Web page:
Tarot Runes I Ching Stichomancy Contact
Store Numerology Coin Flip Yes or No Webmasters
Personal Celebrity Biorhythms Bibliomancy Settings

Today's Stichomancy for Edward Norton

The first excerpt represents the past or something you must release, and is drawn from The Battle of the Books by Jonathan Swift:

With virtue, knowledge, taste, and wit, She condescended to admit; With pleasing arts she could reduce Men's talents to their proper use; And with address each genius hold To that wherein it most excelled; Thus making others' wisdom known, Could please them and improve her own. A modest youth said something new, She placed it in the strongest view. All humble worth she strove to raise;

The second excerpt represents the present or the deciding factor of the moment, and is drawn from Sanitary and Social Lectures by Charles Kingsley:

these islands; and about other and kindred health-questions, on the solution of which depends, and will depend more and more, the life of millions? One would have thought that those public schools and colleges which desire to monopolise the education of the owners of the soil; of the great employers of labour; of the clergy; and of all, indeed, who ought to be acquainted with the duties of property, the conditions of public health, and, in a word, with the general laws of what is now called Social Science-- one would have thought, I say, that these public schools and colleges would have taught their scholars somewhat at least about such matters, that they might go forth into life with at least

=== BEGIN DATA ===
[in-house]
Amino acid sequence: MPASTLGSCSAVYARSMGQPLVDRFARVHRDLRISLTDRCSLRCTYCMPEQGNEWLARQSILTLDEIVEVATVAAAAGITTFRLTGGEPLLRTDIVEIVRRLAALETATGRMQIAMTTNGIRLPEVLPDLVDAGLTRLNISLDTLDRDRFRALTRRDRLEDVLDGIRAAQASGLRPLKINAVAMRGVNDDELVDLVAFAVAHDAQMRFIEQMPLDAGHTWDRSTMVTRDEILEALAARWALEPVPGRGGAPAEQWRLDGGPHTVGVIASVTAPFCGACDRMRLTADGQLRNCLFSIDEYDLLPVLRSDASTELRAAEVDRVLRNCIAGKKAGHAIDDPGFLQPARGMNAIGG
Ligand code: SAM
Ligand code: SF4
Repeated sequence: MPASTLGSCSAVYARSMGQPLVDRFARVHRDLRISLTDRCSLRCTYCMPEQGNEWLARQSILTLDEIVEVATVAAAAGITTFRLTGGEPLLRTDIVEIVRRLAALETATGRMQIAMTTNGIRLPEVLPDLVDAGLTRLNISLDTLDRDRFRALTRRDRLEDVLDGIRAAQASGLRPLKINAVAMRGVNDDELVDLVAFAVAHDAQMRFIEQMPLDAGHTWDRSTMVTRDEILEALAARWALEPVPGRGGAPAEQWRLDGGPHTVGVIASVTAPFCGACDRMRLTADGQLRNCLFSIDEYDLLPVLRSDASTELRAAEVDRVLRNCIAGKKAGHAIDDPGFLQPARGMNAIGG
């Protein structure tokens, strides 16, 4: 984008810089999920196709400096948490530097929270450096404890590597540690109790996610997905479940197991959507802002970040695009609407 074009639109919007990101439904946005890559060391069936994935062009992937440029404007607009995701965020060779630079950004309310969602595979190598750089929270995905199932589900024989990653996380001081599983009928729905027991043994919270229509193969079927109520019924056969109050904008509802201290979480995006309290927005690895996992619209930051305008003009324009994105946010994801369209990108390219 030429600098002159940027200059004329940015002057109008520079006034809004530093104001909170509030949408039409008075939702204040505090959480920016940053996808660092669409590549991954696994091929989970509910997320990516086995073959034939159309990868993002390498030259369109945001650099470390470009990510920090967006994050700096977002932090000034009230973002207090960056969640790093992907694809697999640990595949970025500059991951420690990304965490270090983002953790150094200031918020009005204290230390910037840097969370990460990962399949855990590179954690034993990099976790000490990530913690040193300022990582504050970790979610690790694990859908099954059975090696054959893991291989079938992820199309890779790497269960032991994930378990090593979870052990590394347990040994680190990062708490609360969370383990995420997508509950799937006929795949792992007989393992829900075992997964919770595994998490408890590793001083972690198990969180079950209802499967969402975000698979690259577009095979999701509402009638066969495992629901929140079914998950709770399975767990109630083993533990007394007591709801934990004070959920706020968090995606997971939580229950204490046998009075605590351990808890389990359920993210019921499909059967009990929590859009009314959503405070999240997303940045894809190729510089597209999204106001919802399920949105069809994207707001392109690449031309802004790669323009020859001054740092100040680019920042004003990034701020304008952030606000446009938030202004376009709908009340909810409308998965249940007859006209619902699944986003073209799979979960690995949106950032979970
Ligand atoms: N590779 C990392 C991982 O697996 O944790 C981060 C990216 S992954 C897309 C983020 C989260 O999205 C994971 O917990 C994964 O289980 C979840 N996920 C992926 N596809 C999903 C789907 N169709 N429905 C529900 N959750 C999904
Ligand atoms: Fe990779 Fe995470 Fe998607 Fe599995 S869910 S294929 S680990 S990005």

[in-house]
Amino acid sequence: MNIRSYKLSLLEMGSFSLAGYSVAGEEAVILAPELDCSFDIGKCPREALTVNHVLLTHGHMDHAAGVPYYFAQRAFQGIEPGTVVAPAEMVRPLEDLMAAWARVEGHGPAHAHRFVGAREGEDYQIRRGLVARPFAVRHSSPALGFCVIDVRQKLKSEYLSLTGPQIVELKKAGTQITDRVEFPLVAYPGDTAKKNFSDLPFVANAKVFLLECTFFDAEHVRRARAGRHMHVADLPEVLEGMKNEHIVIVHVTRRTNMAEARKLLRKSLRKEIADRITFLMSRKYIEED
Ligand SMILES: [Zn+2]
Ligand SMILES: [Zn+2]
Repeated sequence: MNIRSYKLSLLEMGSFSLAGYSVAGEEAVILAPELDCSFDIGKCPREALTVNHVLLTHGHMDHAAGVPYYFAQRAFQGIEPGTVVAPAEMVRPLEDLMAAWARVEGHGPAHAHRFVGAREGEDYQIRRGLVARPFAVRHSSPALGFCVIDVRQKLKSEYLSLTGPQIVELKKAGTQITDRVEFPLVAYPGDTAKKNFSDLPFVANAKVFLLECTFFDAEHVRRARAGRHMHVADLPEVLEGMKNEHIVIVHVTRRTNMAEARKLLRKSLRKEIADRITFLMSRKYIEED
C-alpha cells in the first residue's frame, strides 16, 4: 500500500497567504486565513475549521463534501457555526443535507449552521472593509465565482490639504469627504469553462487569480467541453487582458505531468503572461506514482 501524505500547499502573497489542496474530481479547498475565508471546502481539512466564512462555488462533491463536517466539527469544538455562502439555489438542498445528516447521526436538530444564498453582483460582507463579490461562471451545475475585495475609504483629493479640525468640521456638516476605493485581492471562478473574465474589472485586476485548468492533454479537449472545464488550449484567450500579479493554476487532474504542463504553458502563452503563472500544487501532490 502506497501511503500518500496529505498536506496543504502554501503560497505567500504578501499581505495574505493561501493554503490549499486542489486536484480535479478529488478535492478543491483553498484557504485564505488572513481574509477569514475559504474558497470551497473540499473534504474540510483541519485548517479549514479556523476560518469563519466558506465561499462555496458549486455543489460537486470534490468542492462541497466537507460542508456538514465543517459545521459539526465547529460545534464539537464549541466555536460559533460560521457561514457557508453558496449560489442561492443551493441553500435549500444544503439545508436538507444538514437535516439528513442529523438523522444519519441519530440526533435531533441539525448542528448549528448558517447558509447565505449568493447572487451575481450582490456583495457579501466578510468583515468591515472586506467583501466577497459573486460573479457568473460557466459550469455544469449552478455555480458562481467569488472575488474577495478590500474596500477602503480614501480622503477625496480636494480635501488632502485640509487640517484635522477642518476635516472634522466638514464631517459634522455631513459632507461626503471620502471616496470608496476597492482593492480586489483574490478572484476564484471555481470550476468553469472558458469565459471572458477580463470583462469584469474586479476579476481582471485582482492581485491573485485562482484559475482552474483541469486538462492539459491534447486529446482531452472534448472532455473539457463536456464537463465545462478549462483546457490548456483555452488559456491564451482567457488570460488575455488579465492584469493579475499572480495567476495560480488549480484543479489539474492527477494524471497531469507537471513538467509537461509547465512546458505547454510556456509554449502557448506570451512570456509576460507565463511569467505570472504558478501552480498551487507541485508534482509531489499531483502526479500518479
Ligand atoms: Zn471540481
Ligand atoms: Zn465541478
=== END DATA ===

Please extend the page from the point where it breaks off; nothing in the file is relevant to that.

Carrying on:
The third excerpt represents the future or something you must embrace, and is drawn from Reason Discourse by Rene Descartes:

Among the branches of philosophy, I had, at an earlier period, given some attention to logic, and among those of the mathematics to geometrical analysis and algebra, -- three arts or sciences which ought, as I conceived, to contribute something to my design. But, on examination, I found that, as for logic, its syllogisms and the majority of its other precepts are of avail- rather in the communication of what we already know, or even as the art of Lully, in speaking without judgment of things of which we are ignorant, than in the investigation of the unknown; and although this science contains indeed a number of correct and very excellent precepts, there are, nevertheless, so many others, and these either injurious or superfluous, mingled with the former, that it is


Reason Discourse